While this may be necessary for public health, compulsory self-isolation or other social-distancing strategies could have a disastrous impact on the country’s economy. Individuals’ spending power will be reduced if they are forced to stay at home, while many businesses could see their takings fall dramatically if customers are unable to socialise as normal - that is if they are able to open their doors at all. The self-employed, who are not entitled to sick pay, are likely to be hit particularly hard should they fall ill or be ordered to self-isolate at home.

Although the UK has so far been spared the infection rates being reported in Italy, with the economy increasingly a global one, countless businesses across the country have already been negatively affected through supply chain disruption with countless others braced for challenging times ahead.

Like the virus itself, the economic impact will be difficult to contain and will cut across many sectors affecting businesses both big and small.

Supply chain uncertainty

One of the main issues is that there is considerable uncertainty and an overarching sense of confusion which is preventing businesses from being able to plan ahead. No one knows for sure how long the crisis will last, nor whether we are currently experiencing the worst of it or whether more is yet to come.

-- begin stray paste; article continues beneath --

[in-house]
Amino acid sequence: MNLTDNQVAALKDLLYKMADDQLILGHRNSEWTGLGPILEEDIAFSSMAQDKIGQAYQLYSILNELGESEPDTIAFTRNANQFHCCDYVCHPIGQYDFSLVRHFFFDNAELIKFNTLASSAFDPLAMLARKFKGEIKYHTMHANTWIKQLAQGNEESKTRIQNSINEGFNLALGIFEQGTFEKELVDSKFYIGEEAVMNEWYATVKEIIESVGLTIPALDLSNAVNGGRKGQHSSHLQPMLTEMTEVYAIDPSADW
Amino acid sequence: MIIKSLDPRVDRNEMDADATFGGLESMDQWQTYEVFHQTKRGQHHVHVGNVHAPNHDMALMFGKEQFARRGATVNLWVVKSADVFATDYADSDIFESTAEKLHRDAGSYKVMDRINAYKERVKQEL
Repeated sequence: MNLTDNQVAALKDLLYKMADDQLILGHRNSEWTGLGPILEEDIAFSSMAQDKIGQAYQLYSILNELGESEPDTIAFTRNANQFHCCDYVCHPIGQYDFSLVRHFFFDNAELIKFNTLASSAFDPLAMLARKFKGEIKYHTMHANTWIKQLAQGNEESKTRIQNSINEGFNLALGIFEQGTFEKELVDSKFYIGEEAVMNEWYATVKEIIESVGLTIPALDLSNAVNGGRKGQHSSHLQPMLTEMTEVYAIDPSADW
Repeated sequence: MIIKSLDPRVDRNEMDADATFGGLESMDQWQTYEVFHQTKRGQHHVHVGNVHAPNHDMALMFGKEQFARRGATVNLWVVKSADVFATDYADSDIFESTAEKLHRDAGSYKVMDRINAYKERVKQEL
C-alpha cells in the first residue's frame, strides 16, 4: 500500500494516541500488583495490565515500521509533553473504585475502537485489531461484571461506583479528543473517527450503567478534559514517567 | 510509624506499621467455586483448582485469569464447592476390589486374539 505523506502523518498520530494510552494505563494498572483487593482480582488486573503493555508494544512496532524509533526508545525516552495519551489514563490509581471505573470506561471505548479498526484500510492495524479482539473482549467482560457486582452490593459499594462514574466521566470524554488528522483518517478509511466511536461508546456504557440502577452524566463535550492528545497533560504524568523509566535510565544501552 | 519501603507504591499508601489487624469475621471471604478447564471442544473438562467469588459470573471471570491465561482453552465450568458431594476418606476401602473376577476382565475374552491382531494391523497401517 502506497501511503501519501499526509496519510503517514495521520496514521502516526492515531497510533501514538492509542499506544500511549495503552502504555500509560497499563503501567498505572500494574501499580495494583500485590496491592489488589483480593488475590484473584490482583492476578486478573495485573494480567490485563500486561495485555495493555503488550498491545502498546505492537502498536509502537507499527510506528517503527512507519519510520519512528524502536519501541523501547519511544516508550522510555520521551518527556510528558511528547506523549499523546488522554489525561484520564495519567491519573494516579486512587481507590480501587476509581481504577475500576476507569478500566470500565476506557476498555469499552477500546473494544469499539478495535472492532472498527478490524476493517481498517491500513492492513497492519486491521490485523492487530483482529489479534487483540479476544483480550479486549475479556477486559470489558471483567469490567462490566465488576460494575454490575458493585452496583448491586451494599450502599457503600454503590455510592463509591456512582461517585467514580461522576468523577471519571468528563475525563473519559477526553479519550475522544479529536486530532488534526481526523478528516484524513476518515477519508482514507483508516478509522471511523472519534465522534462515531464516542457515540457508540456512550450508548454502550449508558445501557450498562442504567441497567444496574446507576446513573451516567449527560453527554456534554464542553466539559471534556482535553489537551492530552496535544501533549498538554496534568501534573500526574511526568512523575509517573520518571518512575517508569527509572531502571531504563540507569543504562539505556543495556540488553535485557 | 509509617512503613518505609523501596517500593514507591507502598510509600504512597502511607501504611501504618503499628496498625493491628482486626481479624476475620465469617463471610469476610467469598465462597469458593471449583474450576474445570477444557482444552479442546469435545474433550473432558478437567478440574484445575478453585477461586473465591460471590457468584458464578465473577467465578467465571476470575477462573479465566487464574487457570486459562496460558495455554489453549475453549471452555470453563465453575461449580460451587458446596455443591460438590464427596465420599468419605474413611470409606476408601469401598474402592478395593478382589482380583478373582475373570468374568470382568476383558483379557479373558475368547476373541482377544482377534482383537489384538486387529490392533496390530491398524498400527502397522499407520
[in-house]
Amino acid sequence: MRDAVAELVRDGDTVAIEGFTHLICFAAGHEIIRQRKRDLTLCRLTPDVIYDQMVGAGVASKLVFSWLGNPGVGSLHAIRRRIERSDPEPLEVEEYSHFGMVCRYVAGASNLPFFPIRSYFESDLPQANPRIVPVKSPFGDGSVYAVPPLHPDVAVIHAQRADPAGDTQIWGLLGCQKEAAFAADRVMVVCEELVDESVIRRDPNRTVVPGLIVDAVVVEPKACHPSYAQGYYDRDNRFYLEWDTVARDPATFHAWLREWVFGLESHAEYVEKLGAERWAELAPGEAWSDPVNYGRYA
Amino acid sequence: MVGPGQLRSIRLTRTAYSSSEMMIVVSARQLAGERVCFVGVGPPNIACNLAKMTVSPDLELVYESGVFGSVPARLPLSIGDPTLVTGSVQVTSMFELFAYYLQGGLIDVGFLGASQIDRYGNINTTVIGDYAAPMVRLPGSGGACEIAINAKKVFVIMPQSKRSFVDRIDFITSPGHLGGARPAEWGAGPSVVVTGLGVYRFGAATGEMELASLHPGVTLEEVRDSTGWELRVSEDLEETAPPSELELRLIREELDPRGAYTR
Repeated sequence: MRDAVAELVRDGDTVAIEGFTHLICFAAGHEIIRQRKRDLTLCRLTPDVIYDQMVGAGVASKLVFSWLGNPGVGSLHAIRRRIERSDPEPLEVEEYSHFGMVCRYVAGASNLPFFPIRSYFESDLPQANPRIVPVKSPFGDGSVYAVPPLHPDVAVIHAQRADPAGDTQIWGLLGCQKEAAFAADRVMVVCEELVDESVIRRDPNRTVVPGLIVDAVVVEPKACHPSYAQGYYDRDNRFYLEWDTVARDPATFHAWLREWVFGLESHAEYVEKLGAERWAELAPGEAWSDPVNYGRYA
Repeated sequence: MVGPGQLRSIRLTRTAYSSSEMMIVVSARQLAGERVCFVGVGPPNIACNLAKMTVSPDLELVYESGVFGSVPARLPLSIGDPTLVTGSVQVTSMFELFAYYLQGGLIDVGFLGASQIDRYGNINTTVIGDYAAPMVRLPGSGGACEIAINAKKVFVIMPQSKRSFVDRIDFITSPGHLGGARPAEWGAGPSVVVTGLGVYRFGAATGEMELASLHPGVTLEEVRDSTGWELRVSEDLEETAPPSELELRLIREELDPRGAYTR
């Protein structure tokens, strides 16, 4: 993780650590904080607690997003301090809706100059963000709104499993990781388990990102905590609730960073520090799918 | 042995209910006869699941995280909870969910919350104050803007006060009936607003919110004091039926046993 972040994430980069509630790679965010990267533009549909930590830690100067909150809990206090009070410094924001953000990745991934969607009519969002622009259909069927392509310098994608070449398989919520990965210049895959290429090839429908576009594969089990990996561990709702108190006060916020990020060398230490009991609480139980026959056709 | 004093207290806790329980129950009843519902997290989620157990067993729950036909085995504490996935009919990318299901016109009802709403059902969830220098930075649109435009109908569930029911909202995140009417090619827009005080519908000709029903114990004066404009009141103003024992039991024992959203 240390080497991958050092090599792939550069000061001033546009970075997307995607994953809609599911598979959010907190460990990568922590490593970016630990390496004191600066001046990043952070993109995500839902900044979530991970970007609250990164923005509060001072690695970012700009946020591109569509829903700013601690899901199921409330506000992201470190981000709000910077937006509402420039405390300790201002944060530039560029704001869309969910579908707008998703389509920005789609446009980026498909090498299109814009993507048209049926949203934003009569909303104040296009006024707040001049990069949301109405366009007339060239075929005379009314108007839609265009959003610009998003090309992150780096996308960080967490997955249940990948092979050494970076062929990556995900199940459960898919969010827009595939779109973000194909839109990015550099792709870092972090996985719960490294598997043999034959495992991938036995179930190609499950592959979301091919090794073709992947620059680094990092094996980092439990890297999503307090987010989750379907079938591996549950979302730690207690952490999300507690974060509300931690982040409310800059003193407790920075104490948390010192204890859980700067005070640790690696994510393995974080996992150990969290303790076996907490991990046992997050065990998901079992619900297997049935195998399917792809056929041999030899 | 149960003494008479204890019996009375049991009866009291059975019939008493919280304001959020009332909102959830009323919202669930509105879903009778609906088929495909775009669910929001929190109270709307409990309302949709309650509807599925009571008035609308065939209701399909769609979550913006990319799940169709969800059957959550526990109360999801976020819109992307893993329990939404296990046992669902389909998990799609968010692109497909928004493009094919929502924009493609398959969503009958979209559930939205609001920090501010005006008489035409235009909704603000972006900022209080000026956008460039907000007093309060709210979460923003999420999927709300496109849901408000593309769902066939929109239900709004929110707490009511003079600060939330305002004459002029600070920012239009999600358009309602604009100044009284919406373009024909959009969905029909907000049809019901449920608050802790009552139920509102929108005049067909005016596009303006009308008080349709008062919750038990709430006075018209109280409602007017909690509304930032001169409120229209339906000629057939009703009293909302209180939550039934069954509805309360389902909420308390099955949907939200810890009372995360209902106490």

With many factories in China closed since late January, supply chains have been decimated, leaving those companies relying on components and finished stock from these manufacturers having to use up items already held in stock with no guarantee when the next shipment of items will be ready.

Unfortunately, when it comes to supply chains getting back to pre-coronavirus levels, it is not as simple as factories restarting production. Supply chains could take several months to be sufficiently replenished meaning that even once the worst of the medical threat from the virus has passed, the economic hangover could last much longer.